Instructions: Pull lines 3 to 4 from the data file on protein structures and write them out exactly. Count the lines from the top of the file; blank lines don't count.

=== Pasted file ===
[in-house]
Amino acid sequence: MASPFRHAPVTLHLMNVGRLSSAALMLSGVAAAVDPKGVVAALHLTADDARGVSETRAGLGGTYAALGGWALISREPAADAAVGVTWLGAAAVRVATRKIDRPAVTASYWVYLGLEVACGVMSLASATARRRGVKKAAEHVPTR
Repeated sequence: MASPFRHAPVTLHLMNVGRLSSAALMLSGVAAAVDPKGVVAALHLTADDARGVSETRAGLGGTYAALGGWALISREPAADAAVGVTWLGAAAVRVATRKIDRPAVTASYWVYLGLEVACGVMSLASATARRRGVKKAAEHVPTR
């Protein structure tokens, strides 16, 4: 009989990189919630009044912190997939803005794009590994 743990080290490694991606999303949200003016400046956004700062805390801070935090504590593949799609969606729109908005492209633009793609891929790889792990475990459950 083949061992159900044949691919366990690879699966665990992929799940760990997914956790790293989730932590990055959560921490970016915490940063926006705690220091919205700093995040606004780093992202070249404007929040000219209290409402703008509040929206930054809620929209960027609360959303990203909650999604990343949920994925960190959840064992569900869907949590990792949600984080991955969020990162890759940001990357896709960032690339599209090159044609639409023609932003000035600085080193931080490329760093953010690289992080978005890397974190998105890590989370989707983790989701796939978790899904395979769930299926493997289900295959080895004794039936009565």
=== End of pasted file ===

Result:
Repeated sequence: MASPFRHAPVTLHLMNVGRLSSAALMLSGVAAAVDPKGVVAALHLTADDARGVSETRAGLGGTYAALGGWALISREPAADAAVGVTWLGAAAVRVATRKIDRPAVTASYWVYLGLEVACGVMSLASATARRRGVKKAAEHVPTR
């Protein structure tokens, strides 16, 4: 009989990189919630009044912190997939803005794009590994 743990080290490694991606999303949200003016400046956004700062805390801070935090504590593949799609969606729109908005492209633009793609891929790889792990475990459950 083949061992159900044949691919366990690879699966665990992929799940760990997914956790790293989730932590990055959560921490970016915490940063926006705690220091919205700093995040606004780093992202070249404007929040000219209290409402703008509040929206930054809620929209960027609360959303990203909650999604990343949920994925960190959840064992569900869907949590990792949600984080991955969020990162890759940001990357896709960032690339599209090159044609639409023609932003000035600085080193931080490329760093953010690289992080978005890397974190998105890590989370989707983790989701796939978790899904395979769930299926493997289900295959080895004794039936009565």